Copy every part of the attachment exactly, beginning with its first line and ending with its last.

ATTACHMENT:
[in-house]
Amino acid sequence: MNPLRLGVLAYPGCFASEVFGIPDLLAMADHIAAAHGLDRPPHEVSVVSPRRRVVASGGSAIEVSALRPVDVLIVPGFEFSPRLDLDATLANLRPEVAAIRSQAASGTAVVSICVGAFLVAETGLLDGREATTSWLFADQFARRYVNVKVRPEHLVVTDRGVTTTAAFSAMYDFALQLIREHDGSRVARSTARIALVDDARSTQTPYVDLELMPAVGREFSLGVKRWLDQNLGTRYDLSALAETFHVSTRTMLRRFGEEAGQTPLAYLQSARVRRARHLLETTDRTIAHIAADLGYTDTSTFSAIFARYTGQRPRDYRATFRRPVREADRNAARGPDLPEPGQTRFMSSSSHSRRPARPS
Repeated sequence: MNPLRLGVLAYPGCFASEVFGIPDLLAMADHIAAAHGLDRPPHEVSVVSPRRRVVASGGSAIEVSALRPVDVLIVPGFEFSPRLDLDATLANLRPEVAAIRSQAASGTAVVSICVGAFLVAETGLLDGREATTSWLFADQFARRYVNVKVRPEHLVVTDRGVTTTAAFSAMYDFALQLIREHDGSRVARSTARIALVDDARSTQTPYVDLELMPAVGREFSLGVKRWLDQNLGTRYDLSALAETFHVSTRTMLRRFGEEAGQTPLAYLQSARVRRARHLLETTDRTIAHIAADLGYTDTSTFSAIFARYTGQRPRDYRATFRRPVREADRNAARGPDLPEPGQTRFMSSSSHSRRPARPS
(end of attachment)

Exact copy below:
[in-house]
Amino acid sequence: MNPLRLGVLAYPGCFASEVFGIPDLLAMADHIAAAHGLDRPPHEVSVVSPRRRVVASGGSAIEVSALRPVDVLIVPGFEFSPRLDLDATLANLRPEVAAIRSQAASGTAVVSICVGAFLVAETGLLDGREATTSWLFADQFARRYVNVKVRPEHLVVTDRGVTTTAAFSAMYDFALQLIREHDGSRVARSTARIALVDDARSTQTPYVDLELMPAVGREFSLGVKRWLDQNLGTRYDLSALAETFHVSTRTMLRRFGEEAGQTPLAYLQSARVRRARHLLETTDRTIAHIAADLGYTDTSTFSAIFARYTGQRPRDYRATFRRPVREADRNAARGPDLPEPGQTRFMSSSSHSRRPARPS
Repeated sequence: MNPLRLGVLAYPGCFASEVFGIPDLLAMADHIAAAHGLDRPPHEVSVVSPRRRVVASGGSAIEVSALRPVDVLIVPGFEFSPRLDLDATLANLRPEVAAIRSQAASGTAVVSICVGAFLVAETGLLDGREATTSWLFADQFARRYVNVKVRPEHLVVTDRGVTTTAAFSAMYDFALQLIREHDGSRVARSTARIALVDDARSTQTPYVDLELMPAVGREFSLGVKRWLDQNLGTRYDLSALAETFHVSTRTMLRRFGEEAGQTPLAYLQSARVRRARHLLETTDRTIAHIAADLGYTDTSTFSAIFARYTGQRPRDYRATFRRPVREADRNAARGPDLPEPGQTRFMSSSSHSRRPARPS